Several years ago, while stepping out of a meeting at the Pentagon, I happened to say aloud that I was taking the Metro back to DC. Shawn Henry, then with the FBI, happened to overhear my comment, and offered a ride. I think I mildly protested that driving me back in all that bad traffic was too much of an inconvenience. But Shawn would hear none of it. It was no trouble at all, he explained.
Within minutes, I enjoyed the coolest two-and-a-half-minute ride from the Pentagon back to Union Station that a human being could experience without lifting off. (Yes, do the math.) But what impressed me more, during the short ride, was Shawn’s incredible command of cyber risk, malicious threats, and security protection. With such deep insight, I can only imagine how valuable he must be now with CrowdStrike. Which brings me to . . .
More years back, I happened upon this gigantic book on hacking that blew my mind. With the apt title, Hacking Exposed, the massive tome explained so many different hacking methods that I could barely get through a tenth of them. I had written four books of my own on cyber security by then, so this was quite a humbling perspective. I still lower my voice when I mention the title of that damn book.
Around the same time, I happened to meet, and soon become a customer of a new company founded by the authors called Foundstone. One of the principals gave a presentation I attended, and I remember taking twenty pages of notes in half as many minutes. I thanked the speaker afterward and told him how impressed I was with his great knowledge. That speaker, of course, was George Kurtz, and he is a founder of CrowdStrike. Which brings me to . . .
Several years ago, I sat down at a standards committee meeting at a bank in New York City, where we were discussing some security thing or another – I forget specifically. But during the discussion, I noticed one person making so much sense. You must have had this experience at meetings yourself, where it is obvious that the person sitting way over there near the corner of the table, seems to really get what’s going on.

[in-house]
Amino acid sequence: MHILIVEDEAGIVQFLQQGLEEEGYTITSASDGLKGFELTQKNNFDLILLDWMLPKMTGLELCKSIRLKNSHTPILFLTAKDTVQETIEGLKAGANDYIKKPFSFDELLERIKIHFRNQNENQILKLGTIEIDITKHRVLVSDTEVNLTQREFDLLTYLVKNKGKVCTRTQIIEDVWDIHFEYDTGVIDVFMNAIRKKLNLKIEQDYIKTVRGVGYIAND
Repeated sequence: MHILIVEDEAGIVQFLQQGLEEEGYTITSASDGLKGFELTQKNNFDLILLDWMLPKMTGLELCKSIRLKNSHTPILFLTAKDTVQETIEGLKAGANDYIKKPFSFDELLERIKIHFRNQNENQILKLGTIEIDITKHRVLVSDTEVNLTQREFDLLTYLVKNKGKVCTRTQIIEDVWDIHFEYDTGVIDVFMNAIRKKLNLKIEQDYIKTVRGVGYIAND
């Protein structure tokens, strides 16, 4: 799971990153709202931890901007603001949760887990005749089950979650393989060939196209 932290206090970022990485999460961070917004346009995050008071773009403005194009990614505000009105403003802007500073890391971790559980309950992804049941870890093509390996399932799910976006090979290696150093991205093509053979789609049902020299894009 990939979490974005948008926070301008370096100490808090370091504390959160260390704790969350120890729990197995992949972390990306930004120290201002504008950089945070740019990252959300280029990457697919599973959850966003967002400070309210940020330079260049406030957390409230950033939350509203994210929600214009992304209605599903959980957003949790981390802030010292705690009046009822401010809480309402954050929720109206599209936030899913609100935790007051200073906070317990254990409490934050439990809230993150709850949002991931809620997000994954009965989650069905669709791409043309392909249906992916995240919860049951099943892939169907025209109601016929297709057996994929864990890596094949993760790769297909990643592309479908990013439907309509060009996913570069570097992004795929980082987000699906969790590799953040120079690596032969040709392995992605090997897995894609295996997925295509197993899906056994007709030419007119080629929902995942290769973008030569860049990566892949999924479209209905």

After the meeting, I walked over and introduced myself and realized that it was Dmitri Alperovitch – a name I was quite familiar with. He’d become one of the voices of our industry, with deep insight into the technical underpinnings of how cyber threats are evolving. It was obvious during the meeting, and obvious to me now, that Dmitri knows what the heck he’s talking about. And he is also a founder of CrowdStrike. Which brings me to this:
I spent an hour with the CrowdStrike team last week and they outlined a rallying cry that includes the audacious claim that they can stop breaches. They showed me a portfolio of solutions and offerings that covered such a wide swath of area, that I told them they would need a room full of geniuses to cover such a challenging collection of cyber security capabilities. And that’s when it hit me: This company does have a room full of geniuses.
The focus of the evolving CrowdStrike platform starts with endpoint protection, but their technology addresses all phases of the attack lifecycle. They have deep capability to address risk during reconnaissance, weaponization, delivery, exploitation, installation, command and control, and operations. They understand adversary techniques and the platform supports proactive solutions for a range of different customers.
“We are trying to do for cyber security,” the team explained, “what Salesforce did for ERP.” Now, if any other company had suggested this as their corporate goal, I might have pushed back. But as I’ve outlined above, the executive team at CrowdStrike is a little different. These folks know exactly what they are doing, and their decision to set their sights on such an aggressive agenda seemed to me . . . well, it seemed actually doable.
My advice is that you should immediately set up time to speak with CrowdStrike. Ask them to take you through their platform portfolio. Even if you are not a customer, and even if you have no plans to shift your endpoint solution, I think you should hear their story. Very few companies can boast such a capable leadership team, and I can’t help but feel inspired by their audacious rallying cry: We Stop Breaches. I think you’ll learn something hearing their approach.
(Oh, and maybe you can talk George into autographing your old copy of his book that I’m sure takes up half your bookshelf – as it still does on mine.)
Let me know how it goes.